Fiddler Leaves Roof for the Seaside

United KingdomUnited Kingdom Jerry Bock & Joseph Stein: Fiddler on the Roof: Cliffs Pavilion, Southend, Essex, 15.4.2014. (JPr)

Fiddler c Tristram Kenton
Fiddler c Tristram Kenton

Paul Michael Glaser: Tevye
Karen Mann: Golde
Emily O’Keefe: Tzeitel
Liz Singleton: Hodel
Claire Petzal: Chava
Jon Trenchard: Motel
Steven Bor: Perchik

Book: Joseph Stein
Music: Jerry Bock, orchestrated by Sarah Travis
Lyrics: Sheldon Harnick
Produced on the New York Stage by Harold Prince
Direction and Choreography: Craig Revel Horwood based on Jerome Robbins’ Original Direction and Choreography
Sets and Costumes: Diego Pitarch
Lighting: Richard G Jones

Craig Revel Horwood – apart from being very famous from TV’s Strictly Come Dancing show – is a very experienced stage director and choreographer and I thoroughly enjoyed his 2013 Strictly Confidential show that I saw at Southend’s Cliffs Pavilion. However, he was also very responsible for the worst thing I have ever seen there that was the pantomime last Christmas, Snow White and the Seven Dwarfs, which was dominated by his giving a – for me – disappointing performance as the Wicked Queen. However, Revel Horwood now thoroughly redeems himself with his detailed and affectionate staging of Fiddler on the Roof that began in Southampton last September and now is approaching the end of a long tour. If you have the opportunity – and like me – are unfamiliar with this musical I urge you to see it while you still can.

Goodness knows I should have seen this musical long before I approached my seventh decade: I have the heritage and one of my grandparents shared the name of Mendel with the rabbi’s son in the show! Of course I have seen excerpts on TV and heard the songs on radio but I have never seen the whole thing until now. The best I know about it is what Homer says to the rabbi he wants to borrow money off in an episode of The Simpsons: ‘Now I know I haven’t been the best Jew but I have rented Fiddler on the Roof and I intend to watch it.’

Fiddler on the Roof was created by Jerry Bock (music), Sheldon Harnick (lyrics), Joseph Stein (book) and Jerome Robbins (direction and choreography) and is based on the stories of Sholom Aleichem published between 1985 and 1915. It was a smash hit when it opened on Broadway in 1964 with Zero Mostel as the first Tevye and the initial production lasted for 3,242 performances, holding the record as the longest-running show on Broadway for many years. In 1967 it opened in London with Topol in the lead role and that kept going for 2,030 performances. There have been several revivals both on Broadway and in London with a number of national tours: a school or amateur theatre group will put it on somewhere every year and there was a successful 1971 film adaptation. I understand this country has subsequently seen some great assumptions of Tevye from Alfie Bass and Henry Goodman, although it was the film that Topol starred in – and which was partly made in the UK – that makes a real connection for the audience watching this current revival with what went before. Paul Michael Glaser (forever to be remembered as Starsky in the 1970’s US cop show, Starsky and Hutch) starred with Topol as Perchik, the revolutionary student, in Norman Jewison’s film.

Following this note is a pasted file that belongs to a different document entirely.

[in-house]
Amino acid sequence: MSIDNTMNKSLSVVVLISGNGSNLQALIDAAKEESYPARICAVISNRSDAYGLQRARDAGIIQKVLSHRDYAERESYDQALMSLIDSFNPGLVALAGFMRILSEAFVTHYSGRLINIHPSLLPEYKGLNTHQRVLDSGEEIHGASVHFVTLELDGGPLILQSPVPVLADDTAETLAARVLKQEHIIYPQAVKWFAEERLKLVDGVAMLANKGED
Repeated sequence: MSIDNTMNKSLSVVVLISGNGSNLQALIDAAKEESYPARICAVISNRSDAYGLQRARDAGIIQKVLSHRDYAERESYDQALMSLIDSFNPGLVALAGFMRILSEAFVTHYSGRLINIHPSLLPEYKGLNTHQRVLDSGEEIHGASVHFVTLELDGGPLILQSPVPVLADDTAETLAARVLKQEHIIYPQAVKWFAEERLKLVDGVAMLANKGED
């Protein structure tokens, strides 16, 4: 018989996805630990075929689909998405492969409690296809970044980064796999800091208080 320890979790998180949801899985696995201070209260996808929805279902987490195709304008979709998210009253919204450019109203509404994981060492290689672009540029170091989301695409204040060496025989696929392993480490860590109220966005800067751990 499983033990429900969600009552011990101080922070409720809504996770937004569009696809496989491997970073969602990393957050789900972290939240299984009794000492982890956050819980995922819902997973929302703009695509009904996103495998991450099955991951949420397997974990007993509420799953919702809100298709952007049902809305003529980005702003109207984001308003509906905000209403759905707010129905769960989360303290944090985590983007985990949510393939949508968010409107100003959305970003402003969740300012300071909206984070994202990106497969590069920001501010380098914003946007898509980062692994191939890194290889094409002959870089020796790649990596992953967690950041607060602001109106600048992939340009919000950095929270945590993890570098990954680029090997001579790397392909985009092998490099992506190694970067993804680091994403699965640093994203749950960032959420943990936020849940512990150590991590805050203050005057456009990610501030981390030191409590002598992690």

Of course the story has been now overtaken by modern history because the Anatevka shtetl (a small village in the country with a large Jewish population) that we see is now in the Ukraine but at the time was part of Tsarist Russia! ‘Tradition’ is the very memorable opening number and what follows is the unravelling of that tradition as our milkman hero, Tevye, sees three of his five daughters challenge this old order. We see two choose their own husbands rather than take the often quite unsuitable one arranged by their father and the village matchmaker. Another marries outside of the Jewish faith. Tevye, is a bit like the fiddler trying to keep his balance on the rooftop, because he struggles to maintain the balance between the love of a father for his children and his acceptance that the world is changing. Tevye right from the start is constantly caught up in the dialectics of what is best for the community – should it be stasis or change – and before our eyes is shown having to weight up the arguments of every dilemma – or as he puts it ‘On the one hand … on the other hand’ – when talking to God. The musical brings us a lot of warmth, humour and love but perhaps is a little light on the hunger, heartache, and tears the story demands.

The ending – as the villagers are forced from their homes by a Russian anti-Jewish pogrom to further the diaspora by beginning new lives elsewhere – should be a lot sadder despite Tevye’s seeming optimism for what the future can bring. Their children have gone their separate ways and Tevye and Golde, his wife, are left alone, ready to set off for a new life in America full of hope. However, as the audience who first saw this musical in 1964 knew only too well, they will need to overcome more difficulties when they get there – and we all are only too aware of the plight of many of the Jews elsewhere during the twentieth century. Although it may be just a fault of Fiddler on the Roof as a musical – and not solely Craig Revel Horwood’s staging – that Eamonn O’Dwyer as the Constable, the head of the Russian authority, lacked gravitas and was rather too camp with his accent straight out of TV’s ‘Allo, ‘Allo! – not at all as threatening as he should be.